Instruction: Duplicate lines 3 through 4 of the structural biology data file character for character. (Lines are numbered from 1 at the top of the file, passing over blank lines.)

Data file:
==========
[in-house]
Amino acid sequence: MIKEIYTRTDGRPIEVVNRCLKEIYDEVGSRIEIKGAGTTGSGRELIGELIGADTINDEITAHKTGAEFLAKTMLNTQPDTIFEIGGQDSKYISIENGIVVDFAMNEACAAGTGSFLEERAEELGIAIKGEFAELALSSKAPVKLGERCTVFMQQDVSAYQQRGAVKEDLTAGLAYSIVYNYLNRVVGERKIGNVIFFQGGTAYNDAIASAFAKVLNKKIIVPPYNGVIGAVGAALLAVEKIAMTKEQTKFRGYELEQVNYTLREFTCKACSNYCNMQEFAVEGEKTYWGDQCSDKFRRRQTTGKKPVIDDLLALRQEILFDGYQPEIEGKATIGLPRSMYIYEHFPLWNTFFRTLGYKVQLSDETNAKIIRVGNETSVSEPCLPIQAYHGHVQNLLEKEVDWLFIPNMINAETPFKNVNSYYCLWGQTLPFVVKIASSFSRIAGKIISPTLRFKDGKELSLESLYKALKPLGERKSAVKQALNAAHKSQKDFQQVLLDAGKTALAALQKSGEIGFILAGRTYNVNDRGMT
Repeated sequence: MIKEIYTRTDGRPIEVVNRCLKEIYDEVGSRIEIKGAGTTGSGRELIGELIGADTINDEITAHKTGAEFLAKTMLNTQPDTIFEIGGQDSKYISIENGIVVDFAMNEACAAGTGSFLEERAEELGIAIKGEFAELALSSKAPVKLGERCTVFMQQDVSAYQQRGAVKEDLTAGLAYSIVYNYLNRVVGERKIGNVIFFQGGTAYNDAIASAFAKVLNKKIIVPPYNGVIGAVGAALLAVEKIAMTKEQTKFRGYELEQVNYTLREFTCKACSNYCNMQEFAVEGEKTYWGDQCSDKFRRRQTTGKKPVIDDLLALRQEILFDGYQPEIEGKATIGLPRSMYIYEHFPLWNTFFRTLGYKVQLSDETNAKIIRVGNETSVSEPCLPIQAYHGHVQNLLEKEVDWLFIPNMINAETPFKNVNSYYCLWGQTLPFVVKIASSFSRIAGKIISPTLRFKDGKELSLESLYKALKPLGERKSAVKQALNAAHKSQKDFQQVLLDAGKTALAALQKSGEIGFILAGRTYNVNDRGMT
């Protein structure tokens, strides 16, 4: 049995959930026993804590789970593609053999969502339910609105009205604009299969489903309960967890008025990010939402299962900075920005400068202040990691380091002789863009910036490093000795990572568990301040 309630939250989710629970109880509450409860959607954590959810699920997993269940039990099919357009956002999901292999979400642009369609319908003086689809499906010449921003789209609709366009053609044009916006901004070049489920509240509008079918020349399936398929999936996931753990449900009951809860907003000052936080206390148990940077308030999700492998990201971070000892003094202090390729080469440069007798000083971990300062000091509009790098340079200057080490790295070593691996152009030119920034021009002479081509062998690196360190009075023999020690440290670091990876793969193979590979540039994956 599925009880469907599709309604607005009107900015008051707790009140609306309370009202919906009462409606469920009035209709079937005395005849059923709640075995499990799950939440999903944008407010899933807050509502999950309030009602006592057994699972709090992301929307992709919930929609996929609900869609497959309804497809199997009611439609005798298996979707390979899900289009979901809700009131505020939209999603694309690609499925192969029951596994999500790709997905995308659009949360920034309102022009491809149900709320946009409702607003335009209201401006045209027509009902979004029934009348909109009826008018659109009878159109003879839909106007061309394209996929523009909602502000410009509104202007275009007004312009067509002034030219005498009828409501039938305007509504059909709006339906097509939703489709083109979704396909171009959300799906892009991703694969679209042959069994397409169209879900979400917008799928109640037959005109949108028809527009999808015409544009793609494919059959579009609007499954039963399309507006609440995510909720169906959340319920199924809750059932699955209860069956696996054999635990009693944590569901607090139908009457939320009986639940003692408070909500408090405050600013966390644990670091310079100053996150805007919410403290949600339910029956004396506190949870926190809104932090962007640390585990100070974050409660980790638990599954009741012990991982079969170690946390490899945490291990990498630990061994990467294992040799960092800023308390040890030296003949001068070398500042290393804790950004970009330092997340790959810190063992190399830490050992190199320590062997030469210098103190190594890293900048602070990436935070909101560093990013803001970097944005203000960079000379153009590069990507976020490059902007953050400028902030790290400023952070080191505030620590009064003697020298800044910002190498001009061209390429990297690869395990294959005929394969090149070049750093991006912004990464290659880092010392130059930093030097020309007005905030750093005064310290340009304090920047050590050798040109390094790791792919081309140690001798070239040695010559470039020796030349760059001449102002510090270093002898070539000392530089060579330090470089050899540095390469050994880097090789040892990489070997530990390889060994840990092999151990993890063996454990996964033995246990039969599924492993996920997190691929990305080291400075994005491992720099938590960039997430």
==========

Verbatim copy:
Repeated sequence: MIKEIYTRTDGRPIEVVNRCLKEIYDEVGSRIEIKGAGTTGSGRELIGELIGADTINDEITAHKTGAEFLAKTMLNTQPDTIFEIGGQDSKYISIENGIVVDFAMNEACAAGTGSFLEERAEELGIAIKGEFAELALSSKAPVKLGERCTVFMQQDVSAYQQRGAVKEDLTAGLAYSIVYNYLNRVVGERKIGNVIFFQGGTAYNDAIASAFAKVLNKKIIVPPYNGVIGAVGAALLAVEKIAMTKEQTKFRGYELEQVNYTLREFTCKACSNYCNMQEFAVEGEKTYWGDQCSDKFRRRQTTGKKPVIDDLLALRQEILFDGYQPEIEGKATIGLPRSMYIYEHFPLWNTFFRTLGYKVQLSDETNAKIIRVGNETSVSEPCLPIQAYHGHVQNLLEKEVDWLFIPNMINAETPFKNVNSYYCLWGQTLPFVVKIASSFSRIAGKIISPTLRFKDGKELSLESLYKALKPLGERKSAVKQALNAAHKSQKDFQQVLLDAGKTALAALQKSGEIGFILAGRTYNVNDRGMT
């Protein structure tokens, strides 16, 4: 049995959930026993804590789970593609053999969502339910609105009205604009299969489903309960967890008025990010939402299962900075920005400068202040990691380091002789863009910036490093000795990572568990301040 309630939250989710629970109880509450409860959607954590959810699920997993269940039990099919357009956002999901292999979400642009369609319908003086689809499906010449921003789209609709366009053609044009916006901004070049489920509240509008079918020349399936398929999936996931753990449900009951809860907003000052936080206390148990940077308030999700492998990201971070000892003094202090390729080469440069007798000083971990300062000091509009790098340079200057080490790295070593691996152009030119920034021009002479081509062998690196360190009075023999020690440290670091990876793969193979590979540039994956 599925009880469907599709309604607005009107900015008051707790009140609306309370009202919906009462409606469920009035209709079937005395005849059923709640075995499990799950939440999903944008407010899933807050509502999950309030009602006592057994699972709090992301929307992709919930929609996929609900869609497959309804497809199997009611439609005798298996979707390979899900289009979901809700009131505020939209999603694309690609499925192969029951596994999500790709997905995308659009949360920034309102022009491809149900709320946009409702607003335009209201401006045209027509009902979004029934009348909109009826008018659109009878159109003879839909106007061309394209996929523009909602502000410009509104202007275009007004312009067509002034030219005498009828409501039938305007509504059909709006339906097509939703489709083109979704396909171009959300799906892009991703694969679209042959069994397409169209879900979400917008799928109640037959005109949108028809527009999808015409544009793609494919059959579009609007499954039963399309507006609440995510909720169906959340319920199924809750059932699955209860069956696996054999635990009693944590569901607090139908009457939320009986639940003692408070909500408090405050600013966390644990670091310079100053996150805007919410403290949600339910029956004396506190949870926190809104932090962007640390585990100070974050409660980790638990599954009741012990991982079969170690946390490899945490291990990498630990061994990467294992040799960092800023308390040890030296003949001068070398500042290393804790950004970009330092997340790959810190063992190399830490050992190199320590062997030469210098103190190594890293900048602070990436935070909101560093990013803001970097944005203000960079000379153009590069990507976020490059902007953050400028902030790290400023952070080191505030620590009064003697020298800044910002190498001009061209390429990297690869395990294959005929394969090149070049750093991006912004990464290659880092010392130059930093030097020309007005905030750093005064310290340009304090920047050590050798040109390094790791792919081309140690001798070239040695010559470039020796030349760059001449102002510090270093002898070539000392530089060579330090470089050899540095390469050994880097090789040892990489070997530990390889060994840990092999151990993890063996454990996964033995246990039969599924492993996920997190691929990305080291400075994005491992720099938590960039997430």